I don't want people look at me and say 'Man! That David guy! He can act like a Christian better than anybody!'

And I always remember that if I just come up here on the stage and play this part and it has nothing to do with who I actually AM, it doesn't help anybody. And it can HURT all of you.

May our sermons be preached mostly, by the lives we live.

So much freedom in realizing that God doesn't want you to be an actor. Let's never come to church and be people we're not.

Is there anything that has been more damaging to the cause of Christ than Christians pretending.

Chris Farley Documentary - So insecure. I watched not long ago a documentary about Chris Farley - So insecure. Very common - actors, like the big time ones, tend to be very insecure people. Very fearful.

People who are attracted to pretending a lot of the time - deep insecurity that Jesus wants to save you from.

I think that's the whole deal - We invite God into the cracks and crevices where I don't understand what's going on, and I don't know how to fix it, and I don't know how to change anything. But He does.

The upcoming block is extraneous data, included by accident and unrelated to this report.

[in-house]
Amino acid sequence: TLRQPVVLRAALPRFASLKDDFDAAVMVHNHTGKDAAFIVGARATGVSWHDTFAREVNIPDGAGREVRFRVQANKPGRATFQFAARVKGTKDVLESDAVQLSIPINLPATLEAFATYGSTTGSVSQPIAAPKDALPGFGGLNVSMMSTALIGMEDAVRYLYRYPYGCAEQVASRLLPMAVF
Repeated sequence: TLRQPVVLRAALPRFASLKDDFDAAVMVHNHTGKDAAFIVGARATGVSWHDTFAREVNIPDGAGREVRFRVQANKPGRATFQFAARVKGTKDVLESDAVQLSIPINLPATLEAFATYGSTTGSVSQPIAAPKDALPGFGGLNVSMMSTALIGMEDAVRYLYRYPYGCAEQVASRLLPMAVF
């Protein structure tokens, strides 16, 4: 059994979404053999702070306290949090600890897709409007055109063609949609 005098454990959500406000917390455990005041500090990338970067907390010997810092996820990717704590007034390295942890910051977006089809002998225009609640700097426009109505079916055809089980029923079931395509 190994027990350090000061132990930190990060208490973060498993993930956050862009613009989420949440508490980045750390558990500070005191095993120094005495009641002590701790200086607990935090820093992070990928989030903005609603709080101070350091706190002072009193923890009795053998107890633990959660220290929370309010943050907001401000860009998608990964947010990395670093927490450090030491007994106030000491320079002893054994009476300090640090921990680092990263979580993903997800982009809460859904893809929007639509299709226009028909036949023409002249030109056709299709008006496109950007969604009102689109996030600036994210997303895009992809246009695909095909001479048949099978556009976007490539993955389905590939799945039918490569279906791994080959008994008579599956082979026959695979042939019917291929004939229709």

Pretending - horrible - body of Christ. One of the reasons I think pretending is such a horrible thing in the body of Christ - we try to come to God having all this stuff figured out already. You don't come to God and have doubts or questions. But it's him who can guide you through those waters.

For so many of us, we think we have to have it together.

What's crazy: you think that's what you have to do in order for God to use you, the opposite is true.

This need to hide and cover is the thing that STOPs God from using you.

Let's be a community that's filled with real life people. Then when people fall, we don't feel awkward, because we not expecting people to be perfect.

No, we just go help them up.

Part of the salvation that I'm still growing is is being saved from the fear of what other people think.

And here at BCA, we're obsessed with this being a moment where you're not pretending to be something other than what you really are.